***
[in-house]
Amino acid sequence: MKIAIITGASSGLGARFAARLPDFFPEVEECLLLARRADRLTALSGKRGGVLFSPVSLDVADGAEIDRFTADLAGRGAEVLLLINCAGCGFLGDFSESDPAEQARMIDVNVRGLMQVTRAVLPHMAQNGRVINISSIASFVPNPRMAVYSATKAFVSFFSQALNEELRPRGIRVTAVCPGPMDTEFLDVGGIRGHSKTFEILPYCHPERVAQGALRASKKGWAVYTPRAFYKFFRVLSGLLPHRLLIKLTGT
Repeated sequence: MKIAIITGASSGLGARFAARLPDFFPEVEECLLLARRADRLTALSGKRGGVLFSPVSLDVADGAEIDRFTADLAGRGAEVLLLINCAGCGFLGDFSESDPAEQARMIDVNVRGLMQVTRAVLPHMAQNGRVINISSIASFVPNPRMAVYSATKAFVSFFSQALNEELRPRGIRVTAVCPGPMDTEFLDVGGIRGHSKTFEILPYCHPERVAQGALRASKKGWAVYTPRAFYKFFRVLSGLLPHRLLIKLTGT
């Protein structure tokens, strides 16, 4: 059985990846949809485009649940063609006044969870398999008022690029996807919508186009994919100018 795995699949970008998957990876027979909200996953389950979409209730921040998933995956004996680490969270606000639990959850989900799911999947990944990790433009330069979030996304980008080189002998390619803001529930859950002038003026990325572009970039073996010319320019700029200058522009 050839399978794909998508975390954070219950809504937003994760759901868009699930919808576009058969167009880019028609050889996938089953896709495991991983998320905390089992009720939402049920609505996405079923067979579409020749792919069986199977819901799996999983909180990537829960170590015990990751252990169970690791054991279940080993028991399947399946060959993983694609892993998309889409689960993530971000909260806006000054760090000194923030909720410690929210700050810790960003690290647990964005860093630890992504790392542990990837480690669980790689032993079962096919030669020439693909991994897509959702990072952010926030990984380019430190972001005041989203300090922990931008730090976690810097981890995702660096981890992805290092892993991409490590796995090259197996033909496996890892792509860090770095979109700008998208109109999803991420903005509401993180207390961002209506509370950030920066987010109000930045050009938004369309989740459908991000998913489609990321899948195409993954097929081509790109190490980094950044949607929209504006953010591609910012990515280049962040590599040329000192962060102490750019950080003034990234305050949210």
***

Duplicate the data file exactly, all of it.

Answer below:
[in-house]
Amino acid sequence: MKIAIITGASSGLGARFAARLPDFFPEVEECLLLARRADRLTALSGKRGGVLFSPVSLDVADGAEIDRFTADLAGRGAEVLLLINCAGCGFLGDFSESDPAEQARMIDVNVRGLMQVTRAVLPHMAQNGRVINISSIASFVPNPRMAVYSATKAFVSFFSQALNEELRPRGIRVTAVCPGPMDTEFLDVGGIRGHSKTFEILPYCHPERVAQGALRASKKGWAVYTPRAFYKFFRVLSGLLPHRLLIKLTGT
Repeated sequence: MKIAIITGASSGLGARFAARLPDFFPEVEECLLLARRADRLTALSGKRGGVLFSPVSLDVADGAEIDRFTADLAGRGAEVLLLINCAGCGFLGDFSESDPAEQARMIDVNVRGLMQVTRAVLPHMAQNGRVINISSIASFVPNPRMAVYSATKAFVSFFSQALNEELRPRGIRVTAVCPGPMDTEFLDVGGIRGHSKTFEILPYCHPERVAQGALRASKKGWAVYTPRAFYKFFRVLSGLLPHRLLIKLTGT
């Protein structure tokens, strides 16, 4: 059985990846949809485009649940063609006044969870398999008022690029996807919508186009994919100018 795995699949970008998957990876027979909200996953389950979409209730921040998933995956004996680490969270606000639990959850989900799911999947990944990790433009330069979030996304980008080189002998390619803001529930859950002038003026990325572009970039073996010319320019700029200058522009 050839399978794909998508975390954070219950809504937003994760759901868009699930919808576009058969167009880019028609050889996938089953896709495991991983998320905390089992009720939402049920609505996405079923067979579409020749792919069986199977819901799996999983909180990537829960170590015990990751252990169970690791054991279940080993028991399947399946060959993983694609892993998309889409689960993530971000909260806006000054760090000194923030909720410690929210700050810790960003690290647990964005860093630890992504790392542990990837480690669980790689032993079962096919030669020439693909991994897509959702990072952010926030990984380019430190972001005041989203300090922990931008730090976690810097981890995702660096981890992805290092892993991409490590796995090259197996033909496996890892792509860090770095979109700008998208109109999803991420903005509401993180207390961002209506509370950030920066987010109000930045050009938004369309989740459908991000998913489609990321899948195409993954097929081509790109190490980094950044949607929209504006953010591609910012990515280049962040590599040329000192962060102490750019950080003034990234305050949210």